The quest to conceive and have children in Nigeria where so much value is placed on parenthood is a big challenge, especially for women. For many women dealing with fertility issues, the journey to motherhood is long and one of frustration.
Three Nigerian women, Mrs. Racheal Anuforo, Ifiok Emmanuel and Christinah Otun, have shared their experiences of the tortuous journey to having children of their own and their hope that one day, the seemingly impossible will become possible.
The case of Mrs. Anuforo, a housewife, exemplifies the heavy burden women trying to become mothers are carrying.
At 62 years, Mrs. Racheal Anuforo still keeps hope alive believing that, despite her age, she will one day conquer her childlessness, either by a miracle or through in-vitro fertilisation.
An in vitro fertilization, also known as IVF, is a process of fertilisation where an egg is combined with sperm outside the body, in vitro. The process involves monitoring and stimulating a woman’s ovulatory process, removing an ovum or ova from the woman’s ovaries and letting sperm fertilise them in a laboratory.
For 22 years now, Mrs Anuforo says she has been hoping to have her babies. Narrating her experience with PUNCH HealthWise, the sexagenarian said,
“I got married in 1998. After one year of my marriage and pregnancy was not coming, I was worried. In 1999, my husband and I decided to visit a gynaecologist to find out what was wrong.
After a medical examination, the doctor found out that my husband has a low sperm count. So, he gave him some drugs and assured us that everything would be fine.
But my husband took the drugs for a while and stopped when I still did not get pregnant. I persuaded him to continue, but he refused. In 2003, I went back to the hospital. This time, the doctor said my fallopian tubes were blocked. I was so devastated to hear the report.
He, however, said I could still have babies through IVF since my husband and I both have issues. When I told my husband about the IVF treatment, he was doubtful about its outcome.”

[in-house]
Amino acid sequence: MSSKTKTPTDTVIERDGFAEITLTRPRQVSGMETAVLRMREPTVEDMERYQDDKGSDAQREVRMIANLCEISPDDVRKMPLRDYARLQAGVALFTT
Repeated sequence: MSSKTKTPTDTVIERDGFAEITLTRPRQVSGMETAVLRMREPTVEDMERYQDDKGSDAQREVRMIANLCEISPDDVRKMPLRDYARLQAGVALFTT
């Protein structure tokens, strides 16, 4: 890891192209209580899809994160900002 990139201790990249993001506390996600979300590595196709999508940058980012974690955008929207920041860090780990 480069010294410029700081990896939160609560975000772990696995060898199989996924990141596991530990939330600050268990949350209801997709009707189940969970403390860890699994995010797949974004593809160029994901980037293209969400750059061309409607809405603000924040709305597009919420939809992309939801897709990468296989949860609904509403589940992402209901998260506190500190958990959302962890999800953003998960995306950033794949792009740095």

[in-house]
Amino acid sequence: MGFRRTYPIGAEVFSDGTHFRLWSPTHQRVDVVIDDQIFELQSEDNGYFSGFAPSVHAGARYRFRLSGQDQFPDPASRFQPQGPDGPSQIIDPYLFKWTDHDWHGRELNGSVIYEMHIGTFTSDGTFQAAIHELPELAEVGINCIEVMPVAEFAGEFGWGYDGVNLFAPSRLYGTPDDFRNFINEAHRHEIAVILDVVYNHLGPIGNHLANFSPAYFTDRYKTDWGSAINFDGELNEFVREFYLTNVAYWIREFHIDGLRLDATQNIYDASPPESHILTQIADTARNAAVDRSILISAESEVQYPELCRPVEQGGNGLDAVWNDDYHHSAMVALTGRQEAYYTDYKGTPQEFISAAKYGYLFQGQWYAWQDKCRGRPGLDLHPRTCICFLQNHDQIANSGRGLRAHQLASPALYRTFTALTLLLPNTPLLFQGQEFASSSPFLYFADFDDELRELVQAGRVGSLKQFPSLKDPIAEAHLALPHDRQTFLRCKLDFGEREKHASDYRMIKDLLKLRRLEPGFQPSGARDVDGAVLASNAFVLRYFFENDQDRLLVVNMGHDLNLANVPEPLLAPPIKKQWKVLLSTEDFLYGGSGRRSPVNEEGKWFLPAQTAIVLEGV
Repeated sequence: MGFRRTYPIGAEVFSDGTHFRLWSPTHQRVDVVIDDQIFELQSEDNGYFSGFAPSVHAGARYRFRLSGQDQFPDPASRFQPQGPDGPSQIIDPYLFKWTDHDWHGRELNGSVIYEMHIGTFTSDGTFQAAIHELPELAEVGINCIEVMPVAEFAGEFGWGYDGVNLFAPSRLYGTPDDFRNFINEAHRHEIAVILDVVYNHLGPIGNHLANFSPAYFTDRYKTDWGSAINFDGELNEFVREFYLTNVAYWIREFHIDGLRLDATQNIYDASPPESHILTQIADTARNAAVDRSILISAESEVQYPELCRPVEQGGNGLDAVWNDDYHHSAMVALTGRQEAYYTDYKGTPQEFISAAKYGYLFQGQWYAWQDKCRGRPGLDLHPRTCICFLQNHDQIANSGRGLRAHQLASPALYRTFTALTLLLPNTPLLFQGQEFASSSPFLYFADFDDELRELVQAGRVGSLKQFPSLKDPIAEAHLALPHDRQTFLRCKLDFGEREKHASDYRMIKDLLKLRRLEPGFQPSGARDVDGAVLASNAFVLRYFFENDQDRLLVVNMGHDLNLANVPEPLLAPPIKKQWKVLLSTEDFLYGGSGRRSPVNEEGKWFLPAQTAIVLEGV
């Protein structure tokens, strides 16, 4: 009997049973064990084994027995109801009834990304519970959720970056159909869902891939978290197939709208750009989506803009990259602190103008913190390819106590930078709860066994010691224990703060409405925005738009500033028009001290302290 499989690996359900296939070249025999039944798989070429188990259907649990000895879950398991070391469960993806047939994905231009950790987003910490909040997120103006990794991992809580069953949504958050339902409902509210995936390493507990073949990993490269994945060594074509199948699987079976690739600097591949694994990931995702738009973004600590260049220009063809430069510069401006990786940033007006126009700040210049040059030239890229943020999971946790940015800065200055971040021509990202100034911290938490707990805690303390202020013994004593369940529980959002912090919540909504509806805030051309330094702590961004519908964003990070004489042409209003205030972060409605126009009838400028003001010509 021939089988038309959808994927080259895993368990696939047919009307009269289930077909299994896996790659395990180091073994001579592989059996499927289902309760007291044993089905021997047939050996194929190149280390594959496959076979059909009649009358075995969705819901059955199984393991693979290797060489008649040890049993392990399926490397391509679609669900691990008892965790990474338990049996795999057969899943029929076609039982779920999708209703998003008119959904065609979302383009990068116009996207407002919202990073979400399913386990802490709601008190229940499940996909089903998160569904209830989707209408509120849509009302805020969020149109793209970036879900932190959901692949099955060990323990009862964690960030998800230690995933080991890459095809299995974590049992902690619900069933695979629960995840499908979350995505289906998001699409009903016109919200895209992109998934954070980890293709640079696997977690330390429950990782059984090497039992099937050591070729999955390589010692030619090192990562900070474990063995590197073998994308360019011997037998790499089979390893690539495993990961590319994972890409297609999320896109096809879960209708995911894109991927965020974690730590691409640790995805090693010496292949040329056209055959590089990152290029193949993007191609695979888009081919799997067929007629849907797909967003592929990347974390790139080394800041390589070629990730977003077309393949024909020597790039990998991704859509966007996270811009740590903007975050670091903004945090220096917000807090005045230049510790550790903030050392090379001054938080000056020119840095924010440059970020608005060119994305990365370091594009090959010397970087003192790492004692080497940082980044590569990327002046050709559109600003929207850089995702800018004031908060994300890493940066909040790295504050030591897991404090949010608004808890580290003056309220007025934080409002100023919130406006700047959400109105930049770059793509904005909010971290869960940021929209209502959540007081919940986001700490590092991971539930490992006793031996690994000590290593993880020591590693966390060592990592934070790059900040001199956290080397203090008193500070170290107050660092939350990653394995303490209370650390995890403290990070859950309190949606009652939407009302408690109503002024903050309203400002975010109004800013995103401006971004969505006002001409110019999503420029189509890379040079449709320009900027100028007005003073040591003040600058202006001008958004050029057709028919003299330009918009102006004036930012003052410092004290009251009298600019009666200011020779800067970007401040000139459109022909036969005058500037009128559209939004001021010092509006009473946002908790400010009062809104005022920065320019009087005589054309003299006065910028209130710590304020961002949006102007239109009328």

Sharing further Anuforo said,
“In 2007, my sister who works in a hospital assured my husband that IVF is okay but he refused to listen.
Determined to have my babies, I decided to give the treatment a try in 2014 but was told to bring a million naira for a single cycle, which I do not have. I am only a petty trader, but I am believing God for the money.
Recently, I heard about a 68-year-old woman that delivered a set of twins through IVF. I believe my own will still come.”
The story of another woman, Mrs. Ifiok Emmanuel, also a 42-year-old and self-employed, is not much different from that of Mrs. Anuforo. She has been married for 10 years without an issue.
Mrs. Emmanuel narrated how she goes through emotional trauma every time visitors and unsuspecting members of the public ask after her children.
“The fear of telling them that I don’t have a child is tormenting on its own,” she recalled.
Mrs Emmanuel disclosed that she has gone for several medical tests in different health facilities to find out what to do. Her problem, she said, was attributed to hormonal imbalance. She said:
“When I couldn’t conceive at the early stage of my marriage, I became worried. I wasn’t really under any form of pressure at all because I have the best in-laws and family members anyone can ask for.
“My hubby is also the best gift ever. He encourages, listens and supports me all the way.”
However, after two miscarriages midway through her 10-year union, she was compelled to return to the fertility specialist.
“I was diagnosed with high prolactin level which results in hormonal imbalance. My hormonal profile was checked. I went through Hysterosalpingography (HSG) thrice and was placed on different fertility drugs,” she noted.
HSG is an X-ray test to outline the internal shape of the uterus and show whether the fallopian tubes are blocked.
Emmanuel has since visited four other fertility experts to boost her chances of conception without result. Although the 38-year-old said she has not done any surgery since the time she discovered her hormonal imbalance, she nevertheless said she has decided to undergo an in vitro fertilization.